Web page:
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When Layla B. Stahr ’17 powered up her computer last week, she planned to start writing the paper that she had woken up early to complete. What she did not expect to find, however, was an email announcing her selection to Harvard’s chapter of Phi Beta Kappa, the oldest undergraduate honors society in the United States.
“I called my dad and told him; he was driving to work,” Stahr, a Neurobiology concentrator in Mather House, said. “That was cool.”
Stahr was one of 24 juniors who received the award, “an honor bestowed on those whose coursework demonstrates not only high achievement, but also breadth of interest, depth of understanding, and intellectual honesty,” according to the chapter’s website. Jeffrey Berg, assistant director of the Office of Undergraduate Research and Fellowships, announced the awardees in an email last week.
The juniors study a wide range of fields, from Physics to Philosophy, and History and Literature to Neurobiology. Ten of the 24 students study in the Sciences Division, while six study in the Social Sciences Division, four in the Arts and Humanities Division, and four in the School of Engineering and Applied Sciences.
Pforzheimer House and Mather House had the highest representation among the group of students, with four students from each of the Houses receiving the honor. Neither Dunster House nor Lowell House had students represented in this year’s selection.
Jeff R. Metzger ’17, a Government concentrator in Mather House, described his reaction to his selection as a combination of “honestly a lot of disbelief” and “overwhelming happiness.”
“I would have never expected it, to be honest,” he said.
Beyond the initial shock of receiving the award, several of the honorees emphasized how gratified they felt to receive an honor for both the breadth and depth of their academic interests.
“What the award really means to me is a validation of all of the many influences that went into my education,” said Bo Seo ’17, a Social Studies concentrator in Pforzheimer House who also won the 2016 world debating championship. “I’ve come across the most kind of stunning range of thinkers and teachers and mentors, and that’s been the really special part of Harvard for me.”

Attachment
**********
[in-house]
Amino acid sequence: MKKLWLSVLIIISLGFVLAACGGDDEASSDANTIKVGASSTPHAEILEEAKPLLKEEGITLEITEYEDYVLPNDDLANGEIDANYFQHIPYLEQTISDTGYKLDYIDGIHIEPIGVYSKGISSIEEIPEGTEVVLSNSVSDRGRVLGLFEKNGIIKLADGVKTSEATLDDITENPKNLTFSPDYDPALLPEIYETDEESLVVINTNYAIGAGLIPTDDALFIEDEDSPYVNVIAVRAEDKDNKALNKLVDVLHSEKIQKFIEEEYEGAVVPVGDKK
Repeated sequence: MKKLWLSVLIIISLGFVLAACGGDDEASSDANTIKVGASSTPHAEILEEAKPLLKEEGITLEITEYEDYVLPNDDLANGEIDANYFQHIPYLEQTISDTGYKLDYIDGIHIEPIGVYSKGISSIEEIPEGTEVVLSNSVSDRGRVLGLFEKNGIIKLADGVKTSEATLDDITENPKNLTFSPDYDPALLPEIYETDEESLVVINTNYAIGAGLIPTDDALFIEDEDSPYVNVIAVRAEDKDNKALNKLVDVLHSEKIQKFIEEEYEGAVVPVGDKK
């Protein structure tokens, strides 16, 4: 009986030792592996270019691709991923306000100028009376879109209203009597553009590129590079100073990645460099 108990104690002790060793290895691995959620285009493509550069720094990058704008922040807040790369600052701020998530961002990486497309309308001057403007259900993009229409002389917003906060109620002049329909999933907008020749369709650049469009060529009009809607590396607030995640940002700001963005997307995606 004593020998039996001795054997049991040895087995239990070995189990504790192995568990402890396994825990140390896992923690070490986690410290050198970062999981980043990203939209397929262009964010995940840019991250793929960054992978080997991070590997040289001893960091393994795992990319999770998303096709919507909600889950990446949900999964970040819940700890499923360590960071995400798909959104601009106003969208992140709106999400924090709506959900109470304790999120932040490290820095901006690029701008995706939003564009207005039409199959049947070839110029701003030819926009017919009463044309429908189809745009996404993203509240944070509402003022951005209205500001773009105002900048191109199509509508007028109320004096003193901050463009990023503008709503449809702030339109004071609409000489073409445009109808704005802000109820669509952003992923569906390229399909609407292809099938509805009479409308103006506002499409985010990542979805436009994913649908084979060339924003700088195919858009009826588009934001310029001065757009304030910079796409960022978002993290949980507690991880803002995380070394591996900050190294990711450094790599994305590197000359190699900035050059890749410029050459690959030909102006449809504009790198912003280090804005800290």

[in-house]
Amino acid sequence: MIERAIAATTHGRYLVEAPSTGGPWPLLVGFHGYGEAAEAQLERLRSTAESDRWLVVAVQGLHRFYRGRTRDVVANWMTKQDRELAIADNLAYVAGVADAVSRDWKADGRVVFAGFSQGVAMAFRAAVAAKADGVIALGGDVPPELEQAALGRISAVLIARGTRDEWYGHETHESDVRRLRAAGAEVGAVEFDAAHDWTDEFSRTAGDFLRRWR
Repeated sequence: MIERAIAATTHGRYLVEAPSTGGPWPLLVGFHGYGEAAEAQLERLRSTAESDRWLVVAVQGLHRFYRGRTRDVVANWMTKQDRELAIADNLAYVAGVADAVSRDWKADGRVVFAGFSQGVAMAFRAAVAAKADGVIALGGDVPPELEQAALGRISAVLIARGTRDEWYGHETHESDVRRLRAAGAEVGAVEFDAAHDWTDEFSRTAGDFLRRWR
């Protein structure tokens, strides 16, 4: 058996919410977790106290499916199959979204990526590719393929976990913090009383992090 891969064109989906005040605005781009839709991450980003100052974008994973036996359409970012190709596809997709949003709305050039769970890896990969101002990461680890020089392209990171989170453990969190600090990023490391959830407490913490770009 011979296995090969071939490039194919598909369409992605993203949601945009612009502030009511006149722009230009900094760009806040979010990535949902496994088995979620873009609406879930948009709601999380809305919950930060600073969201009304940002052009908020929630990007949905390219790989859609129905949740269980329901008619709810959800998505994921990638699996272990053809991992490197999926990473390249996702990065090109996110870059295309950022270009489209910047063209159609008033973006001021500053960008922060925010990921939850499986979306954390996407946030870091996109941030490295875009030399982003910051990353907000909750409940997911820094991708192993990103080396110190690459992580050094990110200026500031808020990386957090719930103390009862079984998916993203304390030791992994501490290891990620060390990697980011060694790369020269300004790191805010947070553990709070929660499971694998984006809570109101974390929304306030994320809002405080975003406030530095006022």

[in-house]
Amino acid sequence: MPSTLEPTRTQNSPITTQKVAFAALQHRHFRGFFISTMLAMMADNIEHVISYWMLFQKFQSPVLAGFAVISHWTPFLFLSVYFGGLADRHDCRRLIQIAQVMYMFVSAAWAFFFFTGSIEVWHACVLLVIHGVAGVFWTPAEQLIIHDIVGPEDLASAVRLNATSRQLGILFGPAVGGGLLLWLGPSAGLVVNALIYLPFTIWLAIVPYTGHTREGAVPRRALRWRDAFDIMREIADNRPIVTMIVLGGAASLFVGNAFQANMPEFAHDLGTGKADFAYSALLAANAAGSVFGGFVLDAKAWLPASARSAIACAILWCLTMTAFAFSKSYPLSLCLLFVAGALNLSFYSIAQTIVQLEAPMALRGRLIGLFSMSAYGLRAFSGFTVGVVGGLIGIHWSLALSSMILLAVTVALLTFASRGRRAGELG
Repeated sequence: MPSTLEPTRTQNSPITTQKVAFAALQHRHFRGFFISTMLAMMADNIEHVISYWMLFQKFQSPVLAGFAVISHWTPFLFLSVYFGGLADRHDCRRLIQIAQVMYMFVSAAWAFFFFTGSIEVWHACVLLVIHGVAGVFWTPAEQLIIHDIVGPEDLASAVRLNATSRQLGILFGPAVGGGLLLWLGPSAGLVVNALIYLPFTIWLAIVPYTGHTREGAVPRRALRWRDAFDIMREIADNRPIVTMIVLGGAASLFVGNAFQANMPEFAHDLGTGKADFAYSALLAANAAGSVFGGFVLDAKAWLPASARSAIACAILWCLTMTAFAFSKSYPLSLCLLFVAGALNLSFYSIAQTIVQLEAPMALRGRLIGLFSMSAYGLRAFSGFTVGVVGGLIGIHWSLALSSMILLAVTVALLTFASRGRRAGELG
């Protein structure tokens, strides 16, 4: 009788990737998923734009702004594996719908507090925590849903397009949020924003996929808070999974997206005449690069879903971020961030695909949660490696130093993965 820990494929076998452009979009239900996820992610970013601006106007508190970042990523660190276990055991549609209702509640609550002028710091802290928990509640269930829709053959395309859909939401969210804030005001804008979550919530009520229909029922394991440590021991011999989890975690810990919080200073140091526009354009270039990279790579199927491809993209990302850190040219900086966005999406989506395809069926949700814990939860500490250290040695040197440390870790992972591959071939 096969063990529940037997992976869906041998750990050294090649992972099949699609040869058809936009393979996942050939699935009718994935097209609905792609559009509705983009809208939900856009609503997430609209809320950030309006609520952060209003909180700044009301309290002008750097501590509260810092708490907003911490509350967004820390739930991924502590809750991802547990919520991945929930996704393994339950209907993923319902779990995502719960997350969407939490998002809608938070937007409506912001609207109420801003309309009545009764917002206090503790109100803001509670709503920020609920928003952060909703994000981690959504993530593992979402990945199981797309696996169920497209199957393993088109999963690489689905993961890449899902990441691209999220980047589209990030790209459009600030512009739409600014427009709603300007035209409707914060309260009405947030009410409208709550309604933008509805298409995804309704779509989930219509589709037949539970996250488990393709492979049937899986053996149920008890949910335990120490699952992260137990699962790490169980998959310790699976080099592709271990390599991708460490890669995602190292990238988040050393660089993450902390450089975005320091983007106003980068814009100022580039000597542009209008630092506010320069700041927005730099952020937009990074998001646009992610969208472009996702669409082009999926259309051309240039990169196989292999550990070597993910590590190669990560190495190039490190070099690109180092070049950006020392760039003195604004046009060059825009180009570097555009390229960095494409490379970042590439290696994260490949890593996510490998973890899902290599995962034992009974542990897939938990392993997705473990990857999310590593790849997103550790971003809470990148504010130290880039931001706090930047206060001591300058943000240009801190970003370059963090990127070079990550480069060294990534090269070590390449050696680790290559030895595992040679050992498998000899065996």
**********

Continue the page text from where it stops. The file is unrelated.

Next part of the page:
“I know there’s a lot of talented people at Harvard,” Daniel H. Rothchild ’17, a Physics concentrator in Adams House, said. “And so I’m thankful to my department and to my professors who have helped me get to this point.”
Many of the awardees said that the honor reaffirms their approach to pursuing interdisciplinary work.
For Stahr, coming to college represented an opportunity to study a variety of interests.
“[Each semester], I’ve been really lucky to… pick a class that’s been just kind of random, that doesn’t necessarily count toward my concentration,” she said, adding that those niche interests include behavioral pharmacology and game theory. She said she hopes to take more classes in the Computer Science and Visual and Environmental Studies departments during her last semesters as an undergraduate next year.
“The problem is you only get 32 classes, and… as a freshman… you kind of figure out a path for yourself,” Hans D. Gaebler ’17, a Mathematics concentrator in Pforzheimer House, said. “Suddenly you’re a senior and you have only eight classes left…. It would be nice to explore things that are a little more off… of the path that gets laid out for you when you choose your concentration.”
Seo, too, said he has tried to take an interdisciplinary approach to his coursework, adding that the Phi Beta Kappa honor does not represent the end of his exploration.
“It doesn’t simplify the uncertainties I still have about my studies,” Seo wrote in a message. “But it does encourage me to keep asking challenging questions and to pursue a genuine, interdisciplinary education.”
Here is the full list of Phi Beta Kappa’s “Junior 24.” According to students, they will be honored at a dinner in Leverett House on Monday, May 2:
Dhruva Bhat ’17, Economics (Eliot)
Marc R. Bornstein ’17, Chemistry & Physics (Pforzheimer)
Frances Ding ’17, Human Developmental & Regenerative Biology (Quincy)
Elaine Dong ’17, Visual & Environmental Studies (Mather)
Hans D. Gaebler ’17, Mathematics (Pforzheimer)
Isobel W. Green ’17, Psychology: Cognitive Neuroscience & Evolutionary Psychology (Mather)
Eesha Khare ’17, Engineering Sciences, S.B. (Leverett)
Hannah K. Larson ’17, Mathematics (Kirkland)
Tina Liu ’17, Applied Mathematics (Cabot)
Jeff R. Metzger ’17, Government (Mather)
Colleen M. O’Leary ’17, Classics (Leverett)
Abigail K. Parker ’17, Integrative Biology (Quincy)
Daniel H. Rothchild ’17, Physics (Adams)
Dan H. F. Rubin ’17, Chemical & Physical Biology (Currier)
Michael D. Savarese ’17, History & Literature (Pforzheimer)
Bo Seo ’17, Social Studies (Pforzheimer)
Jonathan P. Slifkin ’17, Philosophy (Adams)
Layla B. Stahr ’17, Neurobiology (Mather)
Ashvin A. Swaminathan ’17, Mathematics (Eliot)
Daniel A. Tartakovsky ’17, Economics (Leverett)
Nathaniel Ver Steeg ’17, Applied Mathematics (Eliot)
Joule P. Voelz ’17, History (Winthrop)
*Leia N. Wedlund ’17, Applied Mathematics (Winthrop)
Joyce C. Zhou ’17, Anthropology (Currier)
*Leia N. Wedlund is The Crimson’s Business Manager.
—Staff writer Melissa C. Rodman can be reached at email@example.com. Follow her on Twitter @melissa_rodman.
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